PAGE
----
Bracing for another surge in COVID-19 testing as Christmas travel approaches, the District is making some changes in how people register for the tests.
The D.C. government operates free COVID-19 testing sites across the District. Due to increasing demand, D.C. officials have contracted with a new testing lab, Curative, to handle testing at the Judiciary Square and Nationals Park testing sites.
"What we want to do is make sure we keep that test turnaround down to 3-5 days," said Chris Geldart, director of D.C.'s COVID-19 response team.
Geldart says D.C. has seen a significant spike in the number of people getting tested.
For months, the average had been about 10,000 tests per week, but the week before Thanksgiving, that number jumped to 25,000. And in the weeks after Thanksgiving, it's been about 17,000 test per week.
With more holidays and family gatherings over the next few weeks, Geldart expects the testing sites to get busier.
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"For us, that's good; the more tests we do, the more we know of the prevalence of the virus in our community," he said.
There’s a change in how you pre-register for testing. The online system now asks you for proof of insurance, including a picture of your insurance card. If you don’t have insurance, you must upload a picture of a government-issued ID.
"If you do not have insurance or ID, you can still absolutely get tested at all of our sites," Geldart said. "You can come here; we can register you when you're down here on-site."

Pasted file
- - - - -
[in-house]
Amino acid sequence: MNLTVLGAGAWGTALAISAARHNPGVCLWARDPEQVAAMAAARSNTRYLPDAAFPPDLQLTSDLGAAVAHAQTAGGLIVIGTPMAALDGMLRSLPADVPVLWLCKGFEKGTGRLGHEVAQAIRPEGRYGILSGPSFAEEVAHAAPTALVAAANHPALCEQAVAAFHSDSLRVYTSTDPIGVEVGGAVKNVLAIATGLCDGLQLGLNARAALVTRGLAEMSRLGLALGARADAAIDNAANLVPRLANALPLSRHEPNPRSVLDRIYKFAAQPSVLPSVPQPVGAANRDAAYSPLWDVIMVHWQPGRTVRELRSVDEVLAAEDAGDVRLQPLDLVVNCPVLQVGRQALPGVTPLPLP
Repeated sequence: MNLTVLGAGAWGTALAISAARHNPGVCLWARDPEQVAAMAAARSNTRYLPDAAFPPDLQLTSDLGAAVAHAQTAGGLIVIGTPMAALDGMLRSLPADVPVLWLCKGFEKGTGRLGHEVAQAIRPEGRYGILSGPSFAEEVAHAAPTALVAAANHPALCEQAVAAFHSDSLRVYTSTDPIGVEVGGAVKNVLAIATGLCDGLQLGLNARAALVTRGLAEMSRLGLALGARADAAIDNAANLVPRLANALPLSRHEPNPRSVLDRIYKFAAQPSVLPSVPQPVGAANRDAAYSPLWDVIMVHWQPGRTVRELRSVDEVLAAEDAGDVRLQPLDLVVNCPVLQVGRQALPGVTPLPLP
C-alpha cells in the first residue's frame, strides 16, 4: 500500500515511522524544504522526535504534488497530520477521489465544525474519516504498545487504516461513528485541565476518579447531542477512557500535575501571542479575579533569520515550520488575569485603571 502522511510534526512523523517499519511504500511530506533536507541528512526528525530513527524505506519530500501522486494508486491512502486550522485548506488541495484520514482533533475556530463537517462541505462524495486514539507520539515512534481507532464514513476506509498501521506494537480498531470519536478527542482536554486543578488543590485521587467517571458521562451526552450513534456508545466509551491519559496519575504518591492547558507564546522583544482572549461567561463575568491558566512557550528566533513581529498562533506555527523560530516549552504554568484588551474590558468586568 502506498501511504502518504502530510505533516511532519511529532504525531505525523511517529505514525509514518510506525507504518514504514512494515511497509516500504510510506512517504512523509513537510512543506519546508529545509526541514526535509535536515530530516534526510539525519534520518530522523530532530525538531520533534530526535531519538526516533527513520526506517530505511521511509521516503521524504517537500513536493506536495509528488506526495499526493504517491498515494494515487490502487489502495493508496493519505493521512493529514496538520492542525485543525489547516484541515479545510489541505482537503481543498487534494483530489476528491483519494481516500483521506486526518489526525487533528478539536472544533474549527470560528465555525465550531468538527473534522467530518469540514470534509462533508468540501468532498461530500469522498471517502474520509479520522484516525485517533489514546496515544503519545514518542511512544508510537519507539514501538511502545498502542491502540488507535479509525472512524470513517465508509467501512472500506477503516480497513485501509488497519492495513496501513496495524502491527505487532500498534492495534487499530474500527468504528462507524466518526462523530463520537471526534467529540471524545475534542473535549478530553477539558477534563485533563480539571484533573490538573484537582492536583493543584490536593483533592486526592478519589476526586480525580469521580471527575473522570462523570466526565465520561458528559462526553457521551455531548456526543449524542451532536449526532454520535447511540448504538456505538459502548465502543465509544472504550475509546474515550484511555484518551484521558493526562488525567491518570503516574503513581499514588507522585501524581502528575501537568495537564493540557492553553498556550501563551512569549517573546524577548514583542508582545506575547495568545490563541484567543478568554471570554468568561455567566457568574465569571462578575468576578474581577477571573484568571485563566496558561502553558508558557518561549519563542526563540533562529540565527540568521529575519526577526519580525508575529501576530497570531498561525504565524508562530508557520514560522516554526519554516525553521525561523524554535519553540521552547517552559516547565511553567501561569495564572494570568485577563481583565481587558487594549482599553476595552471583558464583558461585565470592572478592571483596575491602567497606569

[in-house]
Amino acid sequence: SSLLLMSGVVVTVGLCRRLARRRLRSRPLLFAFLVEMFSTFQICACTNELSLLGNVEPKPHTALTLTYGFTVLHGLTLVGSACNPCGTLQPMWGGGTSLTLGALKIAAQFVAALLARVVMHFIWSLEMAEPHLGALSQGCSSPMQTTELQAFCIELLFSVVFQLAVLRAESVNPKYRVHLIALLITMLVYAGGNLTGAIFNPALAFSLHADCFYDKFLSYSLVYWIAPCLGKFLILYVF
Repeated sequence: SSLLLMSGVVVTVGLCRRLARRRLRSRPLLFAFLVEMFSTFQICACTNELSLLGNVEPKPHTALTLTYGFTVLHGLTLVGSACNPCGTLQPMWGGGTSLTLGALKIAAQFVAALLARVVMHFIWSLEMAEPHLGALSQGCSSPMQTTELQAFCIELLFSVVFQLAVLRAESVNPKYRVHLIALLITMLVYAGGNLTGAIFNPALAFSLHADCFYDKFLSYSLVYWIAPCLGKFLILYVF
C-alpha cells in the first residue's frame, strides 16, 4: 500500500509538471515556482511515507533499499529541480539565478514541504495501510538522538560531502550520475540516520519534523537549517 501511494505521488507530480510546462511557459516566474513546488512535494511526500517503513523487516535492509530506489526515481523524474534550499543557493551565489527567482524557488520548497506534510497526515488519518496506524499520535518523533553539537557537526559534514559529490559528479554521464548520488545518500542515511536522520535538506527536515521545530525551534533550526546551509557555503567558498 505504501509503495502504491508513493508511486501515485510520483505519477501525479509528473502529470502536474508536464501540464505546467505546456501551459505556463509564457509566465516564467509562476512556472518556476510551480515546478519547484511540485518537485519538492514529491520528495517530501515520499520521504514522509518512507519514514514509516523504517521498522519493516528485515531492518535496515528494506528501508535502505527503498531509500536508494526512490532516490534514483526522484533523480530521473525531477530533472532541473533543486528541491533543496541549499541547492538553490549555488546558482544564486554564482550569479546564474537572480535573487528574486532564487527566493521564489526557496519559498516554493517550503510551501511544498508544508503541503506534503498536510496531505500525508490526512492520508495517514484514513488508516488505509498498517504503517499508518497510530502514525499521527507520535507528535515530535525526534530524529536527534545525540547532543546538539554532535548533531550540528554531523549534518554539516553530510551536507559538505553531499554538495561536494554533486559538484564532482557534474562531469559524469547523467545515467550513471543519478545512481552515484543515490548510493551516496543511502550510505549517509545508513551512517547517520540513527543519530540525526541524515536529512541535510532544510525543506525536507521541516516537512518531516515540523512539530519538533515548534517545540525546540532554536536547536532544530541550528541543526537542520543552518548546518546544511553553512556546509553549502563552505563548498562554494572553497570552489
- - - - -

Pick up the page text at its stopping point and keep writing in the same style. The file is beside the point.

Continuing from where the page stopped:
Geldart says in the first two weeks since D.C. began asking for insurance information, it's saved the District about a half a million dollars in testing costs.
"Between 50 and 60% rate of folks using insurance, [in] rough numbers that’s about $500,000," Geldart said.
Lauren Goldstein, who manages the Judiciary Square testing location, says Mondays and Tuesdays are typically the busiest, but she encourages people to take advantage of the free tests.
"Don't be afraid," she said. "We're all here to help and support you. We know it's a scary time. We're all just here to help."
You don’t have to be a D.C. resident and there are no copays.
Geldart also said they have "warmed up" the overflow hospital at the Washington Convention Center, meaning they turned on lights and air filter system so it's ready if needed.